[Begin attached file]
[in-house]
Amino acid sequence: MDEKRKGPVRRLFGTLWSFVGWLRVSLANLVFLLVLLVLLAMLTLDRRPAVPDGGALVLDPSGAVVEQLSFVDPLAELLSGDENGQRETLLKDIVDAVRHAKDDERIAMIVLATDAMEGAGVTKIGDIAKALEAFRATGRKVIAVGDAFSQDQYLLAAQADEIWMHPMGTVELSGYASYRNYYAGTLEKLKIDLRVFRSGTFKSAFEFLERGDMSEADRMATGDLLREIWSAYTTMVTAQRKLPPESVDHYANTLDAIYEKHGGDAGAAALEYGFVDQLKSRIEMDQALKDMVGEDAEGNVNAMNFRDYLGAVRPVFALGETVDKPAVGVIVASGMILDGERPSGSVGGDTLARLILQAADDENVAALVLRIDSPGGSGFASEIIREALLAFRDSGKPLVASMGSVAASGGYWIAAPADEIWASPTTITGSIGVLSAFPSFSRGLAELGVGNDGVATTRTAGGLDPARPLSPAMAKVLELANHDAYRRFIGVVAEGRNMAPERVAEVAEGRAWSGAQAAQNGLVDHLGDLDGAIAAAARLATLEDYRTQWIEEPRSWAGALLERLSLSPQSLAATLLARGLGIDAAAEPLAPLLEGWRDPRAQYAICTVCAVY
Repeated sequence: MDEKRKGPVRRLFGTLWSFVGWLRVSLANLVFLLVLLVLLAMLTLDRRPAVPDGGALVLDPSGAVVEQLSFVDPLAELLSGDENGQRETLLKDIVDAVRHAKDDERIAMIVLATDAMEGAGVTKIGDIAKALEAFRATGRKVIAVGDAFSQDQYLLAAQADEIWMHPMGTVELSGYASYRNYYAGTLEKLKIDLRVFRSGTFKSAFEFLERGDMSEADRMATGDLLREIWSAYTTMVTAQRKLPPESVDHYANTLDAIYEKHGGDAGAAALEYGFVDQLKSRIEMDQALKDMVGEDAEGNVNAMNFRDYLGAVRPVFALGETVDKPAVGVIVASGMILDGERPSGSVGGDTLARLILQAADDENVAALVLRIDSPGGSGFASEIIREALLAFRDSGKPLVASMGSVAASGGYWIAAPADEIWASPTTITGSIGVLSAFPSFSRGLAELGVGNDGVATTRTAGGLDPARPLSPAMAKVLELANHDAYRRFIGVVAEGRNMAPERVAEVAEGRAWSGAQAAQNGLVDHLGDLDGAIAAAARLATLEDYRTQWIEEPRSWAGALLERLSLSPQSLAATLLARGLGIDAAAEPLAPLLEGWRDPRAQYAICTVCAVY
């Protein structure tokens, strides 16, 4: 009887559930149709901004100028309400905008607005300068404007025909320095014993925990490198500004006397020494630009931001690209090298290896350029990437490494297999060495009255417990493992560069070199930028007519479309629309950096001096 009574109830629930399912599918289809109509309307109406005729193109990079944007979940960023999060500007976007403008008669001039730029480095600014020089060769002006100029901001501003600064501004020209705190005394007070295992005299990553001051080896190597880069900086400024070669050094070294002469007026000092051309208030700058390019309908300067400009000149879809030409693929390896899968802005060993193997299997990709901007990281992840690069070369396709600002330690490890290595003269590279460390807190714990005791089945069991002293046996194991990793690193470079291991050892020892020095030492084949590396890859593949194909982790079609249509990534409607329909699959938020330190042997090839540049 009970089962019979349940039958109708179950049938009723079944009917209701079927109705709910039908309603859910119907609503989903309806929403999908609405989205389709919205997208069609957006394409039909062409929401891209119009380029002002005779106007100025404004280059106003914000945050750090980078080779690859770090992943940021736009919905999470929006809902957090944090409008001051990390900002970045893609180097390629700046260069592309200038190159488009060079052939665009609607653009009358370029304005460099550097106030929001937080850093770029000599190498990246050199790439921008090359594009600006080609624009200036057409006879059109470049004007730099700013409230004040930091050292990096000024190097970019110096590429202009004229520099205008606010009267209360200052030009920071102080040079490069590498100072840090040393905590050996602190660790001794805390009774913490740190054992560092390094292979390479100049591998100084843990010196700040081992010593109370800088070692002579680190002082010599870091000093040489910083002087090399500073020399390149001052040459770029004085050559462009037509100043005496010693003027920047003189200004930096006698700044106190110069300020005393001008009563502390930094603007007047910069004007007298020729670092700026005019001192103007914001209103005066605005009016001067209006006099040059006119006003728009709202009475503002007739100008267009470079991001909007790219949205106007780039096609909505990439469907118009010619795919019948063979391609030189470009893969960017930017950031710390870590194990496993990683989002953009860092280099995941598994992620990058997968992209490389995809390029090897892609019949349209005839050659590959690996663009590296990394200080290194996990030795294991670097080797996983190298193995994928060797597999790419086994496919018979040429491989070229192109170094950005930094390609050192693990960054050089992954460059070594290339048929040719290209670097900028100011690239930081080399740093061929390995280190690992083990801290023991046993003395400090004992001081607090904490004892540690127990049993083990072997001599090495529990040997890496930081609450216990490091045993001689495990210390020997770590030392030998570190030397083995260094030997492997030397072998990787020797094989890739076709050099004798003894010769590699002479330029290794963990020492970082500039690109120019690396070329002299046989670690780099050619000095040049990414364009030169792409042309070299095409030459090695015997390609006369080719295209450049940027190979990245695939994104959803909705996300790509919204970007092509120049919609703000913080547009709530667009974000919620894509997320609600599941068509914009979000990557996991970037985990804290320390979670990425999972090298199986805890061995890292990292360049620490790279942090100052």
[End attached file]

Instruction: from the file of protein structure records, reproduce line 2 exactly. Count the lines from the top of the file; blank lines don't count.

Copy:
Amino acid sequence: MDEKRKGPVRRLFGTLWSFVGWLRVSLANLVFLLVLLVLLAMLTLDRRPAVPDGGALVLDPSGAVVEQLSFVDPLAELLSGDENGQRETLLKDIVDAVRHAKDDERIAMIVLATDAMEGAGVTKIGDIAKALEAFRATGRKVIAVGDAFSQDQYLLAAQADEIWMHPMGTVELSGYASYRNYYAGTLEKLKIDLRVFRSGTFKSAFEFLERGDMSEADRMATGDLLREIWSAYTTMVTAQRKLPPESVDHYANTLDAIYEKHGGDAGAAALEYGFVDQLKSRIEMDQALKDMVGEDAEGNVNAMNFRDYLGAVRPVFALGETVDKPAVGVIVASGMILDGERPSGSVGGDTLARLILQAADDENVAALVLRIDSPGGSGFASEIIREALLAFRDSGKPLVASMGSVAASGGYWIAAPADEIWASPTTITGSIGVLSAFPSFSRGLAELGVGNDGVATTRTAGGLDPARPLSPAMAKVLELANHDAYRRFIGVVAEGRNMAPERVAEVAEGRAWSGAQAAQNGLVDHLGDLDGAIAAAARLATLEDYRTQWIEEPRSWAGALLERLSLSPQSLAATLLARGLGIDAAAEPLAPLLEGWRDPRAQYAICTVCAVY